A primary school has banned bananas - because a member of staff has an extreme allergy to the fruit.
Ling Bob School in Halifax has asked parents not to put bananas in pupils’ lunchboxes because of the health concerns.
A letter headed “Urgent Warning” was sent to parents informing them bananas can no longer be eaten as a snack or form part of the school lunch menu.
“A member of staff has developed an extreme allergy to bananas,” it said.
“When she comes into contact with a banana she is having an increasingly severe anaphylactic shock reaction which is potentially life threatening.
“Thank you for your support in helping us keep our staff safe, but do still enjoy eating bananas at home.”
But one parent told the Courier she, and other parents, were annoyed to receive the letter without a full explanation.
She said there had been no meetings to discuss a ban or alternative options, such as isolating where bananas could be eaten.
When she expressed her concerns to the school, the head teacher Rosemary Solan rang her and explained the situation in more detail and insisted isolating bananas was not an option.
“As soon as a banana is opened the allergic reaction is brought on by spores in the air but none of this detail was in the letter,” said the parent, who didn’t wish to be identified.
“I’m satisfied now but there will be lots of parents who don’t know the full story.”
The ban affects all children attending the junior, infant and nursery school based at Pellon, Halifax.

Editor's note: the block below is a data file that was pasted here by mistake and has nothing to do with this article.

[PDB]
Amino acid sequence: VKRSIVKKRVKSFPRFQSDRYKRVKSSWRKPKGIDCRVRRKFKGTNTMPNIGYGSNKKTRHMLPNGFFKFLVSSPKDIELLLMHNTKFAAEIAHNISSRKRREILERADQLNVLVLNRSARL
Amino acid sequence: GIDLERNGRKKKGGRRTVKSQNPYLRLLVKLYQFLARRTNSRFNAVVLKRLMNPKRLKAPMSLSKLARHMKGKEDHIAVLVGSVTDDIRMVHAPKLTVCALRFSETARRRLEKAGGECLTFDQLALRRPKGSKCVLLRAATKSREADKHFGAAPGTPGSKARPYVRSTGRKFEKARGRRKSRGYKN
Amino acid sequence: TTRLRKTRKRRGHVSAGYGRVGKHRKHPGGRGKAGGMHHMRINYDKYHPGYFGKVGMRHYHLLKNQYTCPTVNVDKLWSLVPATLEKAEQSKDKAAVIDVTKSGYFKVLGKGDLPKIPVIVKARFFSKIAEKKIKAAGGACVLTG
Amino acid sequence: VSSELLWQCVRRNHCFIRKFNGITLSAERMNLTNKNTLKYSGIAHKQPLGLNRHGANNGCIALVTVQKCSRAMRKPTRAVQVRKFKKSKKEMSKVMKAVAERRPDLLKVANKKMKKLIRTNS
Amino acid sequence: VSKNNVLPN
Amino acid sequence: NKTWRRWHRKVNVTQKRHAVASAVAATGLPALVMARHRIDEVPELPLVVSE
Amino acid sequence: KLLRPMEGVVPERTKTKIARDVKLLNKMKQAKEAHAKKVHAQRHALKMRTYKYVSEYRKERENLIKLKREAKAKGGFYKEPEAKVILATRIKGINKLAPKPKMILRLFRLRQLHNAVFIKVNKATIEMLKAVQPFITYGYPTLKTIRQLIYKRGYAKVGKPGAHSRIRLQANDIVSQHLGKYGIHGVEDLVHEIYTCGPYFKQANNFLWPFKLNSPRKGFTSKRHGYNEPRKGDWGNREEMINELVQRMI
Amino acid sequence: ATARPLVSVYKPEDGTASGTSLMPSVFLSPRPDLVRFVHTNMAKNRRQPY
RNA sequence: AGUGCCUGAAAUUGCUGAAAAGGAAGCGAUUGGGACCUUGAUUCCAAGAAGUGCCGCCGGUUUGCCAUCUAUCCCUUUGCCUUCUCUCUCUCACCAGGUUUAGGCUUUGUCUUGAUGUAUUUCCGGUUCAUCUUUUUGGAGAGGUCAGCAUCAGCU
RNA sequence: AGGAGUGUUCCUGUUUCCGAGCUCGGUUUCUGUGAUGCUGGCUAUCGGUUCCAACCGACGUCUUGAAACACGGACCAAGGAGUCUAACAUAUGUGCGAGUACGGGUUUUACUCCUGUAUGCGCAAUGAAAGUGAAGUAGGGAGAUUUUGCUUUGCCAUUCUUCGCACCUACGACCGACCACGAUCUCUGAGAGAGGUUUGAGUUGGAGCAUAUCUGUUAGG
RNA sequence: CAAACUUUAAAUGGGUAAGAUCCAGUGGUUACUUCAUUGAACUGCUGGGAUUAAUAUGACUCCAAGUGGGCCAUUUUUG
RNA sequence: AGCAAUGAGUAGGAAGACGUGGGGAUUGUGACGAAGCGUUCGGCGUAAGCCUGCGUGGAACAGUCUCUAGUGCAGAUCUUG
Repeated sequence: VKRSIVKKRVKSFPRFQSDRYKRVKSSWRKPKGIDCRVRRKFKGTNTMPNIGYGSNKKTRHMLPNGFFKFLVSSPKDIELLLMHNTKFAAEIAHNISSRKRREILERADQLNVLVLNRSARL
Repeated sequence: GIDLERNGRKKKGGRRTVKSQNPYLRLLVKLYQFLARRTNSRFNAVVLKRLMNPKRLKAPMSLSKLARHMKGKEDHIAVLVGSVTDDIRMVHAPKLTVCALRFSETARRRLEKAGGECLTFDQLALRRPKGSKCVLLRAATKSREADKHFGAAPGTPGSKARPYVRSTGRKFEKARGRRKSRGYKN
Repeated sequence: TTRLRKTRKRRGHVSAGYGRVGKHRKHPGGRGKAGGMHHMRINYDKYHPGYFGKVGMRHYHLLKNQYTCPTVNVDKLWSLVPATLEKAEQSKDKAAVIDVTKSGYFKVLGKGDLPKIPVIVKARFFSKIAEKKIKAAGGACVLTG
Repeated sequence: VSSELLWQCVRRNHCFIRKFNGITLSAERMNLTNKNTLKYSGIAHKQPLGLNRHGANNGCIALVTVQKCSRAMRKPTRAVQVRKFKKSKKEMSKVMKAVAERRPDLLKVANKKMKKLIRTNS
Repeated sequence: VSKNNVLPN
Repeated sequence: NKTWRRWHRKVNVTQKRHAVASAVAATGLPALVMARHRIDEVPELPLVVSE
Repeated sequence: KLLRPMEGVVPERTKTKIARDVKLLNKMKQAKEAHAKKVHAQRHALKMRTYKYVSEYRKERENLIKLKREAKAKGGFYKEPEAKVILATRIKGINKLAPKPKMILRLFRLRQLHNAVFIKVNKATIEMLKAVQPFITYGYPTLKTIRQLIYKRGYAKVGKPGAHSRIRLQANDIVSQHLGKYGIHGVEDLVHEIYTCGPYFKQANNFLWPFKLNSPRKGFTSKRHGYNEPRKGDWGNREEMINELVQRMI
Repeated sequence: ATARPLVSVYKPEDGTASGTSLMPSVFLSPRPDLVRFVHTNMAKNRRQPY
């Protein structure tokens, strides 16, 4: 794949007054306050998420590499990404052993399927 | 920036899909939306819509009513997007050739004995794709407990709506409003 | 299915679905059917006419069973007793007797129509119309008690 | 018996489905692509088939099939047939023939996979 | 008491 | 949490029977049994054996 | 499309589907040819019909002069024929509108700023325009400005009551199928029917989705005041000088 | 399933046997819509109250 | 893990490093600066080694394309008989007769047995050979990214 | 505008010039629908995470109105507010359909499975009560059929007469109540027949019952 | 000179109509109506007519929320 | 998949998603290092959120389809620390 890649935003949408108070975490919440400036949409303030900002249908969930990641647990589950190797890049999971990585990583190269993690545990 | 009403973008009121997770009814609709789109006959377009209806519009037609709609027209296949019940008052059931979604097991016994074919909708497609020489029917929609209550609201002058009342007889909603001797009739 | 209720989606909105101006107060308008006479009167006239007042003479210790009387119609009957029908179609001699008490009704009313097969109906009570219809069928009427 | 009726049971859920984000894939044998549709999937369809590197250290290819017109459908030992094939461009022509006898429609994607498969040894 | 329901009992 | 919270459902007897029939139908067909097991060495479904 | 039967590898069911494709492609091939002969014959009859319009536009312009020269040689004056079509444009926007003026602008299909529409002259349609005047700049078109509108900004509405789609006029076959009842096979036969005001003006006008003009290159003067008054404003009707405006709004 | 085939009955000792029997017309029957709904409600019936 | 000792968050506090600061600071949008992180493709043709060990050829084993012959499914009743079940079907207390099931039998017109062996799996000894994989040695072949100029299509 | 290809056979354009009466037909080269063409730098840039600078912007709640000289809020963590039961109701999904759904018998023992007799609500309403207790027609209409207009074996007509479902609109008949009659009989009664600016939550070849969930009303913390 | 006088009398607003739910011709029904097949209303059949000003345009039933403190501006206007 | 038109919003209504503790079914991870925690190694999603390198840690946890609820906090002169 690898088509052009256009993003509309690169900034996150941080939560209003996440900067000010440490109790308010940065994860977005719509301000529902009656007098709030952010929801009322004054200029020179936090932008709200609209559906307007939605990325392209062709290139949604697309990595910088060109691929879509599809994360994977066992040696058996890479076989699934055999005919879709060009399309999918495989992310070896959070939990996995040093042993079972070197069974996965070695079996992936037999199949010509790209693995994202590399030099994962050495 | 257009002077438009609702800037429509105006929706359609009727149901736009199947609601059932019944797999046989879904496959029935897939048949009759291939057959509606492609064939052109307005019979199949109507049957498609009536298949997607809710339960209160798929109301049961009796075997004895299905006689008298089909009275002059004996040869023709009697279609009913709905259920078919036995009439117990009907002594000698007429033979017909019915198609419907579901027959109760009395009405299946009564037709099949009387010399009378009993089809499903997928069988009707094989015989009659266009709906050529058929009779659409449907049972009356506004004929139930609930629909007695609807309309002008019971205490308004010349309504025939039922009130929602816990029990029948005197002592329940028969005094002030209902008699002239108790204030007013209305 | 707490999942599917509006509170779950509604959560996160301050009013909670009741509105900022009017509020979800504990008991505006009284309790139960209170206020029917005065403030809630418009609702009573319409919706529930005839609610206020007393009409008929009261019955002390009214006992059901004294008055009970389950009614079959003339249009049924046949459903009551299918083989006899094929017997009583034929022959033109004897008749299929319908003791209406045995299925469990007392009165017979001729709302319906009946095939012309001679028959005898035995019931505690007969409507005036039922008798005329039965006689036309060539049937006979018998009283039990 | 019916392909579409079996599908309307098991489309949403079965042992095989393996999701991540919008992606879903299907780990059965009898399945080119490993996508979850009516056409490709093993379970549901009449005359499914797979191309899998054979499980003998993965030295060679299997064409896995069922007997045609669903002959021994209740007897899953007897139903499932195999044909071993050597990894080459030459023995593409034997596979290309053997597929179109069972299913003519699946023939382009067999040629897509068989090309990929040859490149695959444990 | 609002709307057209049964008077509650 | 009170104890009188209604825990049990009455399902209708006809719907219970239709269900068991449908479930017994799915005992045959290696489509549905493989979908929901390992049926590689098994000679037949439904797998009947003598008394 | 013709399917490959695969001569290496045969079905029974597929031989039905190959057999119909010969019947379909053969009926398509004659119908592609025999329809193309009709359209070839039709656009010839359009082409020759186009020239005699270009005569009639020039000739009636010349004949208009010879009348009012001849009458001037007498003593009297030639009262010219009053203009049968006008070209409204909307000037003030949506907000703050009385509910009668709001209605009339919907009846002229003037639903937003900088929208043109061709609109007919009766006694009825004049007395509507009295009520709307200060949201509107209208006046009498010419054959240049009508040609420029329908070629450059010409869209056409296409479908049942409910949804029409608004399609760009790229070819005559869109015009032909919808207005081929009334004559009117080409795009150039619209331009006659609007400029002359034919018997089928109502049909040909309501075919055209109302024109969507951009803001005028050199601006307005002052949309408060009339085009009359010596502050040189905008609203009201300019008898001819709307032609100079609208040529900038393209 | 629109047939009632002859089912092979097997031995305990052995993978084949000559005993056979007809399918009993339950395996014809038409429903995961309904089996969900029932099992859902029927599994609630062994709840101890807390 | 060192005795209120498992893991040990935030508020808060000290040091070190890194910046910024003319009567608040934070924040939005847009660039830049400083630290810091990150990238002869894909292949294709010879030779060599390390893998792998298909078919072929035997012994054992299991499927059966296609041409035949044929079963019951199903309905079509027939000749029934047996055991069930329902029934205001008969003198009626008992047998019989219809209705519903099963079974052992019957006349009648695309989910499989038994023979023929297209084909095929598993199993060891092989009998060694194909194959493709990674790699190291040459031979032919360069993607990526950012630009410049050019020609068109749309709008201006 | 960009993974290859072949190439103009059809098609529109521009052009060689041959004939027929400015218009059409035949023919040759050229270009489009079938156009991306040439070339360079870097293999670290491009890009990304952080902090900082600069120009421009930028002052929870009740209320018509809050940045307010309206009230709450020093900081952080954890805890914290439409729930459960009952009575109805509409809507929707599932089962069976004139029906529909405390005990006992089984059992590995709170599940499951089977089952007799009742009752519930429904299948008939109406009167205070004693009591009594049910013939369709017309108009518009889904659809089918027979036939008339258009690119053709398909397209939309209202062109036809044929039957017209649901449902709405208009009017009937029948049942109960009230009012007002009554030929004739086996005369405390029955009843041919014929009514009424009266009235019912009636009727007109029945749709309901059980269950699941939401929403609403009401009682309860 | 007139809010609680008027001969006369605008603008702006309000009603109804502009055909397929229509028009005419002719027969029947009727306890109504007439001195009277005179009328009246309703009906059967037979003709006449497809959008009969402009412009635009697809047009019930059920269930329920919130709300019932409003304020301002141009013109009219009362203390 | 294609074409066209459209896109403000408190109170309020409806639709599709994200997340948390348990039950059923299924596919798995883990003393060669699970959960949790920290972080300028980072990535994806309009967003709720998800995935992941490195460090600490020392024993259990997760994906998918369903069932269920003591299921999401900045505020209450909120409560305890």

The school refused to comment and referred calls to Calderdale Council.
Its spokesperson said: “We take the safety and well-being of our staff and the children in our care extremely seriously.
“The existing precautions were not offering a sufficient level of protection, which led to the decision not to have bananas in school.”
Anaphylaxis is an extreme allergic reaction, which can be fatal and must be taken extremely seriously.
First aid can help, but an adult having an anaphylactic reaction also needs medical attention.
Such reactions are caused by certain foods, insect stings or drugs, which results in rapid chemical changes in the body.
The most common triggers are nuts, eggs, shellfish, pollen, dust, latex, certain medications, wasps and bee stings.
• Blood vessels dilate, producing red, blotchy skin
• Air passages become constricted, resulting in breathing difficulties
• Face and neck may swell
• Heart, brain and lungs may suffer from a dramatic drop in oxygen supply
• Casualty may wheeze and gasp for air
Medical advice is to get emergency help and resuscitation may be necessary.
If the person is conscious and has medication (such as an auto-injector) help them to use it and place them in an upright position which will help with breathing.